While making We’ve Changed, Fort Worth troubadour David Matsler faced his demons and found them less daunting than he had feared. After five years of obsessively devoting his life to music, he finally relinquished his need for perfection and let things happen as they would. This new, mellower mind-set resulted in the first official album of his adult life. For the disc, the frontman of defunct indie-rockers The Black Bonnets left space for accordions, reverberations of hand-plucked guitar strings, and his strong, timeless voice.
Matsler, a native of Amarillo, learned the characteristics of classic sounds at a young age from his musically multi-talented mother. He remembers singing three-part harmonies to hymns or James Taylor songs with her and his sister. Rather than discourage his dedication to a musical life, she gave him wings. “I’m probably the only person in America who told my parents I was going to quit college and play music, and they said go for it,” he said.
He quit college in West Texas before completing his degree in music but not before picking up a serious education in bluegrass. But after a few months, the urge to perform got the best of him, and he set out roving the state as a solo artist. After a couple of years of that, he ended up in Fort Worth, where he helped found the Bonnets. The band’s duration, however, was short-lived. “It was the first thing I did when I moved here,” he said. “I was very green, had a lot to learn as far as writing and performing vocals.”
He scrapped the project at its height, instead aiming for “something with more subtlety and complexity in the arrangement.”
Since moving in three years ago with Fort Worth singer-songwriter Sam Anderson, an acquaintance from West Texas, Matsler has been living as a full-time musician. He may be on the broke side, but the trade-off is worth it in his eyes. He sleeps on a couch next to his precious stacks of books and poetry, but he gets to write whenever the inspiration seizes him, which is often. “It’s an open dialogue,” he said. “Everything I see, think, and hear is automatically eligible to be put in a song … and if you listen hard enough, you can write a song without touching an instrument.”
With all that time, Matsler has compiled notebook upon notebook of songs: at least 300 complete musical poems, he estimates. Out of material he wrote in the past two years, he selected his best seven to become We’ve Changed. “It was time to put something out,” he said. “I feel like I’ve been wasting time not making records.”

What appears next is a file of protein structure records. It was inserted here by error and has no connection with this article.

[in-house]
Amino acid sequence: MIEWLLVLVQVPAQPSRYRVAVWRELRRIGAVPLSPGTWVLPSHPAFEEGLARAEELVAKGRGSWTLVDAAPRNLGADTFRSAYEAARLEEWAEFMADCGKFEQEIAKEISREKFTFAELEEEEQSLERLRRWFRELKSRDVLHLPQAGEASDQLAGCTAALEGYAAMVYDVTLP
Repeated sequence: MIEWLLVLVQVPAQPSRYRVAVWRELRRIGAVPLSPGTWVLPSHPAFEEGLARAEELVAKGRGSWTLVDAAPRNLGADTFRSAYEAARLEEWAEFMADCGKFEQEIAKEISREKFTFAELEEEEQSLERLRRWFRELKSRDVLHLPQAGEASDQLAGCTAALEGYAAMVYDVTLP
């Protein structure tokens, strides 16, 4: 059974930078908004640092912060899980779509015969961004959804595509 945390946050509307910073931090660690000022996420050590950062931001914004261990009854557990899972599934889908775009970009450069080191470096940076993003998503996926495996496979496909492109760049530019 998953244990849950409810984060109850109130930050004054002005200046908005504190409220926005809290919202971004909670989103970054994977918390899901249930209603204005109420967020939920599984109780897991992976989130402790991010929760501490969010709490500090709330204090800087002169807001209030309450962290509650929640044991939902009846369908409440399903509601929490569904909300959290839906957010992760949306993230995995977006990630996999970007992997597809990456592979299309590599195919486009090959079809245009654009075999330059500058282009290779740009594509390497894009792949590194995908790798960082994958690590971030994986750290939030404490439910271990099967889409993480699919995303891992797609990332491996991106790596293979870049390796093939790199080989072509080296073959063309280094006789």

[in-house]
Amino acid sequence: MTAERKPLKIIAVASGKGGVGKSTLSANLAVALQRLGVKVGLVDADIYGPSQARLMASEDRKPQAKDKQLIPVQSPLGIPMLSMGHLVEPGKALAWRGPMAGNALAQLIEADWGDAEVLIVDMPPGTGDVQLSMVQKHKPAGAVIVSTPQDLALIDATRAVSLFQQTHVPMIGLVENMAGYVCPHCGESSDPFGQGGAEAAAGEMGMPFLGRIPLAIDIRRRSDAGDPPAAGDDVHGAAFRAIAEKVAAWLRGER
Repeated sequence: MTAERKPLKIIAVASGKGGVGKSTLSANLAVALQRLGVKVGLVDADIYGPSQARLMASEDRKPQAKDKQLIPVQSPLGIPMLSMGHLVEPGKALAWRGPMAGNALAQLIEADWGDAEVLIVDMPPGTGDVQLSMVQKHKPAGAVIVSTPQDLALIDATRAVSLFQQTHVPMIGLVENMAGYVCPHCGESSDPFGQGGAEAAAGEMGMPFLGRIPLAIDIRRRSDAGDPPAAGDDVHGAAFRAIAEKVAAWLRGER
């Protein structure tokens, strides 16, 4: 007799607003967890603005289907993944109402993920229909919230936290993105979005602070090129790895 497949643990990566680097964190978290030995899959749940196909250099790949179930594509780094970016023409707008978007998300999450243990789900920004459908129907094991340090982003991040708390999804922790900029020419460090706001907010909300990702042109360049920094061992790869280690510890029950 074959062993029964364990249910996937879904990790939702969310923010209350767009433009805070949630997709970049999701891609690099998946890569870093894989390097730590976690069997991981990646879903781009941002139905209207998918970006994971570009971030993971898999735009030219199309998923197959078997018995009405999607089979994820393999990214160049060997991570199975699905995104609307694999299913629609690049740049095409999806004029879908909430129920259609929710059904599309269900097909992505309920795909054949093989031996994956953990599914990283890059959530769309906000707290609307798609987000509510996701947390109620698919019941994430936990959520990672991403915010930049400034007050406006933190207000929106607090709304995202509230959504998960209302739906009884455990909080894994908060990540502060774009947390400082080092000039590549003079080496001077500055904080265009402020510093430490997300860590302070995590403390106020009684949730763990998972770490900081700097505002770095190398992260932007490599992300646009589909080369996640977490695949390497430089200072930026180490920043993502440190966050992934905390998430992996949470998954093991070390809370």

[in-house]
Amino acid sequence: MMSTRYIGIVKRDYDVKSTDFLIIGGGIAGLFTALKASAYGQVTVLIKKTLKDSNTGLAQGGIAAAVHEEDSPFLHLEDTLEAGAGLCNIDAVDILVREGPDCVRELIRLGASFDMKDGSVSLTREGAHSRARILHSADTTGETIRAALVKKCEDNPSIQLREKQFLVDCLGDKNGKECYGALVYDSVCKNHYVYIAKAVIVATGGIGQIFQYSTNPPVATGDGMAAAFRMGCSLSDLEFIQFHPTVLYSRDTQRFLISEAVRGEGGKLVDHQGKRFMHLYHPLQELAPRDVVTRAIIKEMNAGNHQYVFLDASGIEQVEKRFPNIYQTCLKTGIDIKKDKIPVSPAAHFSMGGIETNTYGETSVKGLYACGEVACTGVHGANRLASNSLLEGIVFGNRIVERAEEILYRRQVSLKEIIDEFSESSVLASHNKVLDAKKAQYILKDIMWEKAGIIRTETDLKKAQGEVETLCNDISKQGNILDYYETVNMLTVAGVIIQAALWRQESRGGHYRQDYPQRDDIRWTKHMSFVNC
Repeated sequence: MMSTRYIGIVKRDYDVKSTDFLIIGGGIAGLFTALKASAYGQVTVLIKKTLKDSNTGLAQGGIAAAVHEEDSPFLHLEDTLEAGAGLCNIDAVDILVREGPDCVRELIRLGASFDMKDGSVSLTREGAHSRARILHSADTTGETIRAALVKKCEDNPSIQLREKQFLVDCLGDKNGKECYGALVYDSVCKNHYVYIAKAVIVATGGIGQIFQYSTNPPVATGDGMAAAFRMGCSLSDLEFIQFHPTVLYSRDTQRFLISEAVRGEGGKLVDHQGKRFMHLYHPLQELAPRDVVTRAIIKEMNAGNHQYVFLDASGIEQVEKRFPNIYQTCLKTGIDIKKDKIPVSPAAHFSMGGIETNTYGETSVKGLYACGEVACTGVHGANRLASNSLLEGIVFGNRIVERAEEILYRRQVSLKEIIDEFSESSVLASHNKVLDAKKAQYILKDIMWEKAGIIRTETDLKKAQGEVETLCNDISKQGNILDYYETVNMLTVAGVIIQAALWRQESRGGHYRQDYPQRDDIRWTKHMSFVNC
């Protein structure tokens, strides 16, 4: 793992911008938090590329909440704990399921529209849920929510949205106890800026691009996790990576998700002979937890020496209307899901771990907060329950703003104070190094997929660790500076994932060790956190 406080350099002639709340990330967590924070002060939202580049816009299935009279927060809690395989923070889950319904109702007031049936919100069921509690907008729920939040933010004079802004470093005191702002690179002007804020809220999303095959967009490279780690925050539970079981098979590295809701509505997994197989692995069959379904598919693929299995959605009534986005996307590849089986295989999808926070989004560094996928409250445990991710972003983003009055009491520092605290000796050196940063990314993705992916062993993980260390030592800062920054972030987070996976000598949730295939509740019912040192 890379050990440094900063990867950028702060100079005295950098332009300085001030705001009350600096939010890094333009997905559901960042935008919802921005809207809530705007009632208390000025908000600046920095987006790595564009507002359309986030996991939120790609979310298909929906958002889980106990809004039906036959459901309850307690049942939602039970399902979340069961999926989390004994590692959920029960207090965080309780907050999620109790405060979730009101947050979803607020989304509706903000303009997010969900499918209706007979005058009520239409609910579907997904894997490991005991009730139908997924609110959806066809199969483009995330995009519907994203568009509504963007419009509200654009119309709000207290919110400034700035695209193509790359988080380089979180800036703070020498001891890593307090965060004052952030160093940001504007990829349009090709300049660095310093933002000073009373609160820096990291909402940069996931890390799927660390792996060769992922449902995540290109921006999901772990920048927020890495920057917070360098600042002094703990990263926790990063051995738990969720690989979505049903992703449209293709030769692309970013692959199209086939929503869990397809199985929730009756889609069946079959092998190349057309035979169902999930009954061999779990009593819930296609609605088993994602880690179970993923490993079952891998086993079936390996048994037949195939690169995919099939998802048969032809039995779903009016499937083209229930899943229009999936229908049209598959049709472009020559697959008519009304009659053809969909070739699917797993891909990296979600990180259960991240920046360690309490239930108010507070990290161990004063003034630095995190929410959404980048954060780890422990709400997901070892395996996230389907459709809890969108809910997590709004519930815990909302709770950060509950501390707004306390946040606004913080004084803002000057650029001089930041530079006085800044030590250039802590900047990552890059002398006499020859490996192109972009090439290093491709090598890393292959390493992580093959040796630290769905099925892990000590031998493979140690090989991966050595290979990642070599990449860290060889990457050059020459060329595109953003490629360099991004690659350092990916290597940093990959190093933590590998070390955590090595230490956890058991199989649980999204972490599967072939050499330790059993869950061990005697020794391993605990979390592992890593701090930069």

In the past, he would record himself but always end up overanalyzing and eventually dismissing the product. In 2009, his parents chipped in to purchase him time in Nick Choate’s Blue Smoke Studios in North Fort Worth.
By releasing the control he used to exert over his music, Matsler started achieving his goals. “This record is a big part of me trying to break the … perfection that robbed the music of its genuineness,” he said. “I didn’t think about it too much so I wouldn’t stifle the initial enthusiasm.”
He composed every bit of We’ve Changed on acoustic guitar, on which he performs often as a soloist. When it came time to make the record, he chose from the “ridiculous” pile of talent around the city. “It was pretty free-form in that the guys would just show up and play,” he said. “My mind-set was that with good enough players, you don’t have to coach.” The large cast included Choate on bass, Blaine Crews on drums, Mike Richardson on electric guitar, and Jeff Dazey on saxophone.
The album is an outer representation of his inner growth. “I write about the experience of mankind’s attempt to comprehend the spiritual aspect of life, about the push and pull between self and spirituality that moves me in certain directions,” he said.
The result is guttural, elemental music in ageless color, much in the vein of some of his favorite songwriters: Townes Van Zandt, Leonard Cohen, M. Ward, and Bob Dylan. Like them, Matsler understands the courage it takes to get up on stage and be totally honest without the force of a band behind him.
Since the other guys on the record are all involved in many other projects, Matsler hasn’t played a full band show under his name in eight months. He has another group, though, the Quaker City Night Hawks, that performs just about every week. This way, he gets to experience the best of both worlds. “As a band, you grab people by the shirt,” he said. “But solo, you get people to come to the stage to meet you.”